“So, if you want me to do it, I’m going to say, ‘Yes.’ If you don’t want me to do it, I’m going to work really hard for you and the other guy. It doesn’t matter. It really doesn’t matter,” he said, according to Obst.

“Well, then why are you going through this process?” Trump asked, perplexed by Pence’s dismissive answer.

“Well, you’re in my home, you tell me,” Pence said. “Your whole family came here to see me. Obviously, the feeling is mutual, right?”

All Trump could say was: “Wow.” He seemed genuinely surprised that a man he had thought of as a loser — a man who also wanted something from him — appeared so nonchalant.

Trump likes the praise of sycophants, but clearly something about Pence’s quietly confident, “This is who I am, take it or leave it” attitude impressed him.

Now, maybe the Trump of 2024 is approaching this decision differently than the Trump of 2016. Maybe Trump looks at his selection of Pence as a mistake. On January 6, Trump infamously fumed, “Mike Pence didn’t have the courage to do what should have been done to protect our Country and our Constitution, giving States a chance to certify a corrected set of facts, not the fraudulent or inaccurate ones which they were asked to previously certify. USA demands the truth!”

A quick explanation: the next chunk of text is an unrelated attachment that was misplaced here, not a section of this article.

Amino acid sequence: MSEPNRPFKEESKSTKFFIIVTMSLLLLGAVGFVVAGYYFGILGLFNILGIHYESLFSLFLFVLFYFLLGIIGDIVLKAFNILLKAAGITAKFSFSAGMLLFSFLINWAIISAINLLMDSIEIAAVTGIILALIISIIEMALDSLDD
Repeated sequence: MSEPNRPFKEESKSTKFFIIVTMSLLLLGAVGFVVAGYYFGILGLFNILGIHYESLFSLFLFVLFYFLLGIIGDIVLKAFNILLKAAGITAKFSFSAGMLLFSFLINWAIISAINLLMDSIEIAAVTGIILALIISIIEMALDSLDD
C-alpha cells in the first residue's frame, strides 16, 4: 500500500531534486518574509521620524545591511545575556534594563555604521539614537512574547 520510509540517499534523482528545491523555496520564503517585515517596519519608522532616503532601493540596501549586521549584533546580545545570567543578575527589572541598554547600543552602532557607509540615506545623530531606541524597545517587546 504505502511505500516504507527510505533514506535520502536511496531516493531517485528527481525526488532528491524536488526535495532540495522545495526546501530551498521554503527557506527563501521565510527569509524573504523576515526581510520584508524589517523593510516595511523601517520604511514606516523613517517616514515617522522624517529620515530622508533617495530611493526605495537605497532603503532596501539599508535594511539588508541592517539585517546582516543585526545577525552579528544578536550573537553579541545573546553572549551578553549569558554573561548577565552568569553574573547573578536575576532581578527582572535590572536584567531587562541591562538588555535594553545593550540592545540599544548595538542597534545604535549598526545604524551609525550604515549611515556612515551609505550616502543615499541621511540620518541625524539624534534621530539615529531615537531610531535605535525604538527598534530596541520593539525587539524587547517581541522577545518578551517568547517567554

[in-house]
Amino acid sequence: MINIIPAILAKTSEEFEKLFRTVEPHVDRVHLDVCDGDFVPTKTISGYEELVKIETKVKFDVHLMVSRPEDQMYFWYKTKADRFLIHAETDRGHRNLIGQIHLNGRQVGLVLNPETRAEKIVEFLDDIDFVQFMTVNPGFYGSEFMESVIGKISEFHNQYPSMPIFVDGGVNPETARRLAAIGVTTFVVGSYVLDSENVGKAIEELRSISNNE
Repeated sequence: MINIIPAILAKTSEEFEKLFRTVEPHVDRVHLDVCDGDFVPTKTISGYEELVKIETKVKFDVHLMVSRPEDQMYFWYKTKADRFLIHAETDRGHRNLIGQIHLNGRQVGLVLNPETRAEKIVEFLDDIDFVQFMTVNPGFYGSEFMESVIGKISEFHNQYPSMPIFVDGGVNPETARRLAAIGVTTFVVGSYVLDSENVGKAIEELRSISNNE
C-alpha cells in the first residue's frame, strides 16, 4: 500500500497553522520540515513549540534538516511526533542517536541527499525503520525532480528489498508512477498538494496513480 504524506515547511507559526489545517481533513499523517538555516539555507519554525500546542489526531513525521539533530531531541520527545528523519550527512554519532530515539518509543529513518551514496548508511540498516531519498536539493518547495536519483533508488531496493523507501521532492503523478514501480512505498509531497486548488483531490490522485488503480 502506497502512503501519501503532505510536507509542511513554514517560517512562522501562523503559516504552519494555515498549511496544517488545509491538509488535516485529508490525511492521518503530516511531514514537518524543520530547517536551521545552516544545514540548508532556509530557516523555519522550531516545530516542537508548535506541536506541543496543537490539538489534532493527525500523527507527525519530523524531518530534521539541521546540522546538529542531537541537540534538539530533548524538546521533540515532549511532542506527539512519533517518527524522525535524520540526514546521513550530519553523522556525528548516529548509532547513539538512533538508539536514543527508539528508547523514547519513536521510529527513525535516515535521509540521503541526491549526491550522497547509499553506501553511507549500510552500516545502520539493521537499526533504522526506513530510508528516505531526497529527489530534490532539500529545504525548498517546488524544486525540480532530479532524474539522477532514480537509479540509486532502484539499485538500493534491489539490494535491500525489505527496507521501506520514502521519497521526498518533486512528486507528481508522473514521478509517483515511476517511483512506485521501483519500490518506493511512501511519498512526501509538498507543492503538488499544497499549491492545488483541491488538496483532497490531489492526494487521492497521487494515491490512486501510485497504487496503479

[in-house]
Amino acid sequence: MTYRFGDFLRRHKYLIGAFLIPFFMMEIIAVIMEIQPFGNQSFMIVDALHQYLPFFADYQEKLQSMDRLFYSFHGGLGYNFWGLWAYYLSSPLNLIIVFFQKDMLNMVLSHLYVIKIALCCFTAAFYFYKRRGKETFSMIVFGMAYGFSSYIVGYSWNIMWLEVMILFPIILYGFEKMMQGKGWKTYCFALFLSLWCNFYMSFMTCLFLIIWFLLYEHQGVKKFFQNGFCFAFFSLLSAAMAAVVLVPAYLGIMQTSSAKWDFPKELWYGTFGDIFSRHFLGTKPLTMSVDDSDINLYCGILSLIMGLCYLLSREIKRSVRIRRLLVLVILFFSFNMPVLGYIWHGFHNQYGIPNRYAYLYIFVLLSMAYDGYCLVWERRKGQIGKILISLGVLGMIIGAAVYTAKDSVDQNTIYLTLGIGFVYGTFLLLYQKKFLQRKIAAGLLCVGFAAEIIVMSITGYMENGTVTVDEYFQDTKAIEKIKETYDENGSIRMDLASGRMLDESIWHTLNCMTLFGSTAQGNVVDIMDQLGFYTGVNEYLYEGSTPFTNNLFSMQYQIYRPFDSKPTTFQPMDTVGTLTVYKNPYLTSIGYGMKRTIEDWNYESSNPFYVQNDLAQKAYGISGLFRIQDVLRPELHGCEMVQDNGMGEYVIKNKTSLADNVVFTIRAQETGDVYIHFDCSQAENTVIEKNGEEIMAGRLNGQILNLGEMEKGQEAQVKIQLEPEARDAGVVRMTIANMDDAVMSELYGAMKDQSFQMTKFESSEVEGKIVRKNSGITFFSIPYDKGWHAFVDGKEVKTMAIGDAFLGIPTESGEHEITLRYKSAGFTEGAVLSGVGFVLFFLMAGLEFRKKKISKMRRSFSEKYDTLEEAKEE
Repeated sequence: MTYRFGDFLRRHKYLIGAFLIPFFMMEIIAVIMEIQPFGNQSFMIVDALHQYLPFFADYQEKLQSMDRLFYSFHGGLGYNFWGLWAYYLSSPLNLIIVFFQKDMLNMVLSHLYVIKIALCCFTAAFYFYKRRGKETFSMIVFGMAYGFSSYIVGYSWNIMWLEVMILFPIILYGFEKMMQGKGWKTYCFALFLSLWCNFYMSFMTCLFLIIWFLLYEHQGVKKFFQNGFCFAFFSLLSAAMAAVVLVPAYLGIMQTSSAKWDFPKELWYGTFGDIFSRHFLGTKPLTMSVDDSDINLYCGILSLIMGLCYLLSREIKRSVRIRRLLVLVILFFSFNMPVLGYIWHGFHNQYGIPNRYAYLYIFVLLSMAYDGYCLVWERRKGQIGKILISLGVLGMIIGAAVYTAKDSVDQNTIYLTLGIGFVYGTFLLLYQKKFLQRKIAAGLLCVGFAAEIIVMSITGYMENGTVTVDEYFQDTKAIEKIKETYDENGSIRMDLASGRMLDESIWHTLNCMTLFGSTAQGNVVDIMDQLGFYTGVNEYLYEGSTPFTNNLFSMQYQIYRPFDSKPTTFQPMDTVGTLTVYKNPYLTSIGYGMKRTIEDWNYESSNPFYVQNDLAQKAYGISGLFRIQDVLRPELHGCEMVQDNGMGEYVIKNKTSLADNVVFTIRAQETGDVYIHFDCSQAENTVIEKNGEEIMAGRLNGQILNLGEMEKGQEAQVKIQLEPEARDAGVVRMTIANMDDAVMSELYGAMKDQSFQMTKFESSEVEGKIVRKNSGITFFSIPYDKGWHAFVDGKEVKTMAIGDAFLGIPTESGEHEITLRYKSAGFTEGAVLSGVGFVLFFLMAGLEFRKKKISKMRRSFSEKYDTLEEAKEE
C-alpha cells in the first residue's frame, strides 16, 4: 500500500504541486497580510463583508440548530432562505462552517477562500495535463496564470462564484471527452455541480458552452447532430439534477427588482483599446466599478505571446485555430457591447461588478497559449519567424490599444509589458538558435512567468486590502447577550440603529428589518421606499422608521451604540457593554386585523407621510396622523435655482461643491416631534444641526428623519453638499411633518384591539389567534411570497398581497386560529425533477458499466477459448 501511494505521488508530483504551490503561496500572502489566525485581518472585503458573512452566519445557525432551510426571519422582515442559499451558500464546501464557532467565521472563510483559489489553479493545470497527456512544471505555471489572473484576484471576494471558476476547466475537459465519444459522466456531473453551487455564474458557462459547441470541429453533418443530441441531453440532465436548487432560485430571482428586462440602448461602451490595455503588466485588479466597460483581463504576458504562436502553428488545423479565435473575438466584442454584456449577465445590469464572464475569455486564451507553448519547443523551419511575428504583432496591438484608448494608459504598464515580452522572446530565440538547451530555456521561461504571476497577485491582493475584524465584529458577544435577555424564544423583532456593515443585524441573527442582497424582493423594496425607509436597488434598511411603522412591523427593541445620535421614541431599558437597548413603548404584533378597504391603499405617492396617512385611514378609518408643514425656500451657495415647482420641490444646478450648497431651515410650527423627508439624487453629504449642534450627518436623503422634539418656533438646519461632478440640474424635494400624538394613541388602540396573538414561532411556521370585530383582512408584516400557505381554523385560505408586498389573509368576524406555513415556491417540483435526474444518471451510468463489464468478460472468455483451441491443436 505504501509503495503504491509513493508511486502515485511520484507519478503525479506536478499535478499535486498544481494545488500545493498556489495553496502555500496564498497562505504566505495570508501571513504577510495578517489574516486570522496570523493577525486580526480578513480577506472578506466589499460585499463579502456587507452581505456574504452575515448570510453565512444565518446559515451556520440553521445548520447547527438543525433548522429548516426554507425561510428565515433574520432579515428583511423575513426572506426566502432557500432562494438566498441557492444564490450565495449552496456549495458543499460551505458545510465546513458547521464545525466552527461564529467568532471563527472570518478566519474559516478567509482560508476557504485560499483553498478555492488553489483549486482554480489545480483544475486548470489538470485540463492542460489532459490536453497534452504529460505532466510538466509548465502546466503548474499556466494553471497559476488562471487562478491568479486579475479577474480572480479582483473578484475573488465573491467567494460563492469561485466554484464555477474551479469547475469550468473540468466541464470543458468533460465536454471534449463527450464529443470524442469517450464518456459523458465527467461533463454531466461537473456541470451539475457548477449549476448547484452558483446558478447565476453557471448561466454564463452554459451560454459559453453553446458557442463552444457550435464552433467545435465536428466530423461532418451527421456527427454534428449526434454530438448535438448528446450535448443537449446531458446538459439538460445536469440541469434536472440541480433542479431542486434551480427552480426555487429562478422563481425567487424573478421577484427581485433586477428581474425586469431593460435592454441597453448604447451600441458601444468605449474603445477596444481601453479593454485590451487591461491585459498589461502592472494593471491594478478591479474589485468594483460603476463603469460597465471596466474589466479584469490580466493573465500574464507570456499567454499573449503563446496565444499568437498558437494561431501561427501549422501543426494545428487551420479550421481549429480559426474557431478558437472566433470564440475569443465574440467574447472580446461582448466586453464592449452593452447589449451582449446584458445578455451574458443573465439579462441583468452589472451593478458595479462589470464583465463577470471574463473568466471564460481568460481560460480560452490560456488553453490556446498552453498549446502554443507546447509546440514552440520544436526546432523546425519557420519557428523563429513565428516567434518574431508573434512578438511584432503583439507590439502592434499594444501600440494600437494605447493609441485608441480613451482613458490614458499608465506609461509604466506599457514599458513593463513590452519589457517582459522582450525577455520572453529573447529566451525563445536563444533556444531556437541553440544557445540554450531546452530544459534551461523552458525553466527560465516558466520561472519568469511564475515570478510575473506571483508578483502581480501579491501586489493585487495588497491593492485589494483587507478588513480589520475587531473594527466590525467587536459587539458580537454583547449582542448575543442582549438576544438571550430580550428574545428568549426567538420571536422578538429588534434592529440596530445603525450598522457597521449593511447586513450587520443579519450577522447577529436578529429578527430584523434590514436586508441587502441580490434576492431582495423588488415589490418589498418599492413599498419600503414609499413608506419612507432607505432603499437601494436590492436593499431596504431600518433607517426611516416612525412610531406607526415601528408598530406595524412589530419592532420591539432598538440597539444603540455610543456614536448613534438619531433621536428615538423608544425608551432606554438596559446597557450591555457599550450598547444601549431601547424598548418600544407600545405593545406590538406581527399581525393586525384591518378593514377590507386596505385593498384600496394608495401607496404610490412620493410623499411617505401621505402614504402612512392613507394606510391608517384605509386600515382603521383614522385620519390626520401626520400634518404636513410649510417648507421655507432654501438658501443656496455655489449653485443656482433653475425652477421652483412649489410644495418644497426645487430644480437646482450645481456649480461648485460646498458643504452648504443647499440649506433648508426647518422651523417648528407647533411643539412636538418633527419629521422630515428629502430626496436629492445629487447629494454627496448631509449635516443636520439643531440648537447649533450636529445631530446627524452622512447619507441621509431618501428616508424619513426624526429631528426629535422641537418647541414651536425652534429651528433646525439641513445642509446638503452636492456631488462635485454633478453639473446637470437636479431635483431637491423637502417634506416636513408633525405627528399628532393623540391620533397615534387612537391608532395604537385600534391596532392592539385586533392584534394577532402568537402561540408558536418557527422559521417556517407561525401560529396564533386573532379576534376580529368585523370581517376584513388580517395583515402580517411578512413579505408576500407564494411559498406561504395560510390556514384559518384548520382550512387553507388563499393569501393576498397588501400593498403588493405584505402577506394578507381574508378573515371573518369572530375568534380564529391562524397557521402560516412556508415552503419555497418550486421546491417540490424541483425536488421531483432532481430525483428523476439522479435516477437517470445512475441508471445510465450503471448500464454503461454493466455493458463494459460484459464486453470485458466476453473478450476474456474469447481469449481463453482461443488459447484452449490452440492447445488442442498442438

But look at that list of running mates — Vance, Burgum, Rubio, Scott, Carson, Cotton, Stefanik, Donalds.

Isn’t Burgum the Mike Pence-iest of those options? Solid, reliable Midwestern governor, not necessarily a whirling dervish of raw political charisma, but the level-headed guy who will reassure conservatives who aren’t so enamored with Trump’s erratic tendencies and the accompanying circus?

Trump’s campaign fundraising is rejuvenated in the aftermath of the guilty verdict, so perhaps that’s not as big a worry as it was a few months ago. But Burgum is worth an estimated $100 million and could easily kick in a couple million here and a couple million there for ads in swing states.